The Lions must regroup after a disappointing opener, and Mauti, the face of the defense, will be looked at more than ever for guidance.
"I really didn't think about all that before I did [the video]," Mauti said on Saturday, his long hair slicked back, his face mostly stoic. "What we felt we needed to do was go out there and send a message for our program and our university."
The message Mauti sent against the Bobcats was that he's ready to play. The 6-foot-2, 232-pound graduate student led Penn State with 12 tackles, five solo.
"He's a spark plug," Marple Newtown graduate Pete Massaro said. "You can see it if you look at him on the field. He flies around, always going 100 miles per hour."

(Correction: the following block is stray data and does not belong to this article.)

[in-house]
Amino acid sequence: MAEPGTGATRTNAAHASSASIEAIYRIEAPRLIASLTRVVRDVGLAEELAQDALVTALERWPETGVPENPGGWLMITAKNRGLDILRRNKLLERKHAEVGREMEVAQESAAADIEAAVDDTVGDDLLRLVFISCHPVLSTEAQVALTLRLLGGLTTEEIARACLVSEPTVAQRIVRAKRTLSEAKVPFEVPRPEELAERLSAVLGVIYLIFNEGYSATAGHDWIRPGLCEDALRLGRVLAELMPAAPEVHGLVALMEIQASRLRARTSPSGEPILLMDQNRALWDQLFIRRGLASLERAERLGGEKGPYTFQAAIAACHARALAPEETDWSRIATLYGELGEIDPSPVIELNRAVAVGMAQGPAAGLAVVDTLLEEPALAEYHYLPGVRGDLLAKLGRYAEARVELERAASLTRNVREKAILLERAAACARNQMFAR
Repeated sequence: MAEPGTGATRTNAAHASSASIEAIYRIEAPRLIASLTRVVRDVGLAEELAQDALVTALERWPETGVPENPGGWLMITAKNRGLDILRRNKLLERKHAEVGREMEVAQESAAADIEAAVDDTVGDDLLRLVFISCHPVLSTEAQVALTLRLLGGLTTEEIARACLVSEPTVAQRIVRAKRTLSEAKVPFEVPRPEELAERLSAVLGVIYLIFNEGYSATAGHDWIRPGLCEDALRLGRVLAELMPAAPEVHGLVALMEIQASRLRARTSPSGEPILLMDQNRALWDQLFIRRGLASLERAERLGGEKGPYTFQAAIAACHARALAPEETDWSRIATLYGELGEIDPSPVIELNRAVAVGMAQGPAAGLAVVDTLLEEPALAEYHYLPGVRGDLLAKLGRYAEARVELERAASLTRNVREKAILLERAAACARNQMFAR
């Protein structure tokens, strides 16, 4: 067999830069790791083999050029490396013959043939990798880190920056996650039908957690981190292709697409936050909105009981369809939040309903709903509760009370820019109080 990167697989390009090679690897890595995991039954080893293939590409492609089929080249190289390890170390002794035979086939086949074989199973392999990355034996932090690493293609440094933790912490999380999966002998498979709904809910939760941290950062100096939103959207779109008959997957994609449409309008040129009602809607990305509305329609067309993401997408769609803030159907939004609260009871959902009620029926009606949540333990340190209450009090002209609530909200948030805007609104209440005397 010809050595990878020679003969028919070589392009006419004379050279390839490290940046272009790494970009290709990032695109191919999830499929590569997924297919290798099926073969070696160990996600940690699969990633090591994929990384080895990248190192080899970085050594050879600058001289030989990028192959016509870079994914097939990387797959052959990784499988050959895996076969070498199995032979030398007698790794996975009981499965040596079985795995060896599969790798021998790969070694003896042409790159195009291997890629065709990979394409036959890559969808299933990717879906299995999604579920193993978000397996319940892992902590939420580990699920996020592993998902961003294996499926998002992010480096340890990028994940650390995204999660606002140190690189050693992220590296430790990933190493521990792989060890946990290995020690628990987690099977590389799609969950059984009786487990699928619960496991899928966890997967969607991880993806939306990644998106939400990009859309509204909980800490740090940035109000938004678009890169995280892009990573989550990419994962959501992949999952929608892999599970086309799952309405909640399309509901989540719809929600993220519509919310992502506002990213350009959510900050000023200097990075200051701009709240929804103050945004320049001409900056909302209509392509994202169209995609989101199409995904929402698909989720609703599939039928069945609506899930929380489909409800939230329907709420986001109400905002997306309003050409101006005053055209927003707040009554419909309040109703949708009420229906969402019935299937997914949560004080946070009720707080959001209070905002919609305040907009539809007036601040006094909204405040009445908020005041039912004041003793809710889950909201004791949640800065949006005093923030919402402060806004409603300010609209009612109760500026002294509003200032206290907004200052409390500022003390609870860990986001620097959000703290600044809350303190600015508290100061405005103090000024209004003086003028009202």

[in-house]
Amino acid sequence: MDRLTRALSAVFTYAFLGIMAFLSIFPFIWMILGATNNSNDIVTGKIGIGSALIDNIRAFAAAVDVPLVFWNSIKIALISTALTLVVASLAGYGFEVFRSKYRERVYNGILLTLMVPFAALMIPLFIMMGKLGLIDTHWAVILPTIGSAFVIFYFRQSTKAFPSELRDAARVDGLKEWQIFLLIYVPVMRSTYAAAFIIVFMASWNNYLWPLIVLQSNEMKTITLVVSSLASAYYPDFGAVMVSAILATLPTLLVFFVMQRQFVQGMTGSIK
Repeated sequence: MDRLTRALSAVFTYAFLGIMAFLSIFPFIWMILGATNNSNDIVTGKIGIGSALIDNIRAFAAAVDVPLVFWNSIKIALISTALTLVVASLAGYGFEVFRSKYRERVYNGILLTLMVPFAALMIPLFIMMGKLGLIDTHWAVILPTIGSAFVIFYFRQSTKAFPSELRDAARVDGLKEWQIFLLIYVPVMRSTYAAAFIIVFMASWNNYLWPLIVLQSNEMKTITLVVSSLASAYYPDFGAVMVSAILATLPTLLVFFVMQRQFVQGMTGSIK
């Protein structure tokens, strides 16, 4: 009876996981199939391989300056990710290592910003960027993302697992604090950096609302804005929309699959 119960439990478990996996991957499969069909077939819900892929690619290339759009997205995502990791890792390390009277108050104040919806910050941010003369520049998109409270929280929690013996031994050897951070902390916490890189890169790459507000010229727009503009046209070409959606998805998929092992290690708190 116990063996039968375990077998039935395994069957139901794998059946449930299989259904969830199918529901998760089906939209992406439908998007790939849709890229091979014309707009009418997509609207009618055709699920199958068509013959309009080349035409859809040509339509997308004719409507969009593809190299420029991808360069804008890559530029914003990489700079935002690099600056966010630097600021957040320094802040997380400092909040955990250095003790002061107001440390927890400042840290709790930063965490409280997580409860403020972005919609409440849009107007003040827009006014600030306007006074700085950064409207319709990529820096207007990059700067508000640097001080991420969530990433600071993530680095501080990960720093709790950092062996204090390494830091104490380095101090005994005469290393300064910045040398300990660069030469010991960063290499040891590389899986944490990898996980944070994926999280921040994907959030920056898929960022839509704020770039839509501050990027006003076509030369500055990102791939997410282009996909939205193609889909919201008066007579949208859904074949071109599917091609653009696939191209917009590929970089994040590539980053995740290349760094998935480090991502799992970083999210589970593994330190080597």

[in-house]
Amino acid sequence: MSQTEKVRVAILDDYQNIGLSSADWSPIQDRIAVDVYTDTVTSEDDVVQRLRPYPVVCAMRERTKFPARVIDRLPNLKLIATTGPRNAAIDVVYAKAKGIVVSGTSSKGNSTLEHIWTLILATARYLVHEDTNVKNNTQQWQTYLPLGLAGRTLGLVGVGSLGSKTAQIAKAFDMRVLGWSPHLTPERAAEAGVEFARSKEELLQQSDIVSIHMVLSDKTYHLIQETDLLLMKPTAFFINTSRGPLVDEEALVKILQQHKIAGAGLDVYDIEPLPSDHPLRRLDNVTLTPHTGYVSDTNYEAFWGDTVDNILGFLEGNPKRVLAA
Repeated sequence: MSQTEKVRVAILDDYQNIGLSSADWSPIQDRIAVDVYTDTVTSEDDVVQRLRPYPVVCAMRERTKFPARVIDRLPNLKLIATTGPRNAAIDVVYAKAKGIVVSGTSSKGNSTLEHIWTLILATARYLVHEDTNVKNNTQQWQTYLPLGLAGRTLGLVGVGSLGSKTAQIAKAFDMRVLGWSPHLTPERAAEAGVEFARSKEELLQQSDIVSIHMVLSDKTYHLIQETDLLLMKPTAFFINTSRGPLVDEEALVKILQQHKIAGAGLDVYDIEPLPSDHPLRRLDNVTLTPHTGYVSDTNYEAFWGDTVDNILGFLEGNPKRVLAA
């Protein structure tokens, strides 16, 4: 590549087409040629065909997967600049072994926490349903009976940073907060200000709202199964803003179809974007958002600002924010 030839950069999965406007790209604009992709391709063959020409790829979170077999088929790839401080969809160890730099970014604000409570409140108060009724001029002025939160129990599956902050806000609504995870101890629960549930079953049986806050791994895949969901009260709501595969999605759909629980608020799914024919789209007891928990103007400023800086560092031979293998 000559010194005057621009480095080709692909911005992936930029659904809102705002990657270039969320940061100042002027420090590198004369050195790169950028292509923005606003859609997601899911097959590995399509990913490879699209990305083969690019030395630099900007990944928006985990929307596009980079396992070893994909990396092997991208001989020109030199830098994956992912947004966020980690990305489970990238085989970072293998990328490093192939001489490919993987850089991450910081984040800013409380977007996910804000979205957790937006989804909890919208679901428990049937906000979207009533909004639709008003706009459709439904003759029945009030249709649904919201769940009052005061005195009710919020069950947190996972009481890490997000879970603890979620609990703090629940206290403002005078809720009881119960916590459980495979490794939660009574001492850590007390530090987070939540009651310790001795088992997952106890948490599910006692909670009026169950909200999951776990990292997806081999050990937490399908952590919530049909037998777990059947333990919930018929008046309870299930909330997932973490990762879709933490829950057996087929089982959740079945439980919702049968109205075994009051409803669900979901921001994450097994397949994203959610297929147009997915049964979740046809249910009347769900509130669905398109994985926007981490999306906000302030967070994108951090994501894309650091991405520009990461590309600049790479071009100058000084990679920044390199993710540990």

But the defense on the whole seemed disjointed at times. Ohio converted 11 of 12 third downs in the second half, including a 5-yard touchdown with 2 minutes, 55 seconds to go in the fourth quarter to give the Bobcats their ultimate 10-point margin.
"We just didn't make the plays that needed to be made," Mauti said.
Mauti tried to rally his unit. In the third quarter, he huddled the defense around him and told the players to relax. There was still time left. There was hope.
"Sometimes you need to get in guys' faces for them to realize the task at hand and how to accomplish that," safety Malcolm Willis said.
For Penn State to rebound next Saturday, for the defense to stifle Virginia and force turnovers, Mauti might need to get in guys' faces - and get a little angry.
Just like he did a month ago.